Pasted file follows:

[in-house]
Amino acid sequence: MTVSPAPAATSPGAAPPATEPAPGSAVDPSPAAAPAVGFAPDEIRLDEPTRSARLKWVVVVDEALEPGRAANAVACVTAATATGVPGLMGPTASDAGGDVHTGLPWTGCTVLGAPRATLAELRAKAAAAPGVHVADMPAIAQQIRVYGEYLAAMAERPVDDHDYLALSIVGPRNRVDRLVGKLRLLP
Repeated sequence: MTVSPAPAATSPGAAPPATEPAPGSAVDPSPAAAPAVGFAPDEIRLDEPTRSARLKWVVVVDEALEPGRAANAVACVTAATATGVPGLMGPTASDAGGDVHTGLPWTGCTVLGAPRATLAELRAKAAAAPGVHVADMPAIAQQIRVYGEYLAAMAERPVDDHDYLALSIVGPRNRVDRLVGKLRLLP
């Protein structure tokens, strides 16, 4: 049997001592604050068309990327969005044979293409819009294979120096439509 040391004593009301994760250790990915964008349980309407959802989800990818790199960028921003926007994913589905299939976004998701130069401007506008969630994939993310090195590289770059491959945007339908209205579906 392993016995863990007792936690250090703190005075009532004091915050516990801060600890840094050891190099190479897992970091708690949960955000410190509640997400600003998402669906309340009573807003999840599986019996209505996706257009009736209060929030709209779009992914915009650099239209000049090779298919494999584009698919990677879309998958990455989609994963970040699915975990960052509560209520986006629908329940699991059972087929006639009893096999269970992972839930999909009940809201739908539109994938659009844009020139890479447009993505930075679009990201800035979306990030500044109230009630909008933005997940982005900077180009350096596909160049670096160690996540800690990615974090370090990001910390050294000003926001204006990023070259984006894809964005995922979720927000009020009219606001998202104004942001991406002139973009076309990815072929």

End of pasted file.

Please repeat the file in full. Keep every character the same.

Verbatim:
[in-house]
Amino acid sequence: MTVSPAPAATSPGAAPPATEPAPGSAVDPSPAAAPAVGFAPDEIRLDEPTRSARLKWVVVVDEALEPGRAANAVACVTAATATGVPGLMGPTASDAGGDVHTGLPWTGCTVLGAPRATLAELRAKAAAAPGVHVADMPAIAQQIRVYGEYLAAMAERPVDDHDYLALSIVGPRNRVDRLVGKLRLLP
Repeated sequence: MTVSPAPAATSPGAAPPATEPAPGSAVDPSPAAAPAVGFAPDEIRLDEPTRSARLKWVVVVDEALEPGRAANAVACVTAATATGVPGLMGPTASDAGGDVHTGLPWTGCTVLGAPRATLAELRAKAAAAPGVHVADMPAIAQQIRVYGEYLAAMAERPVDDHDYLALSIVGPRNRVDRLVGKLRLLP
């Protein structure tokens, strides 16, 4: 049997001592604050068309990327969005044979293409819009294979120096439509 040391004593009301994760250790990915964008349980309407959802989800990818790199960028921003926007994913589905299939976004998701130069401007506008969630994939993310090195590289770059491959945007339908209205579906 392993016995863990007792936690250090703190005075009532004091915050516990801060600890840094050891190099190479897992970091708690949960955000410190509640997400600003998402669906309340009573807003999840599986019996209505996706257009009736209060929030709209779009992914915009650099239209000049090779298919494999584009698919990677879309998958990455989609994963970040699915975990960052509560209520986006629908329940699991059972087929006639009893096999269970992972839930999909009940809201739908539109994938659009844009020139890479447009993505930075679009990201800035979306990030500044109230009630909008933005997940982005900077180009350096596909160049670096160690996540800690990615974090370090990001910390050294000003926001204006990023070259984006894809964005995922979720927000009020009219606001998202104004942001991406002139973009076309990815072929």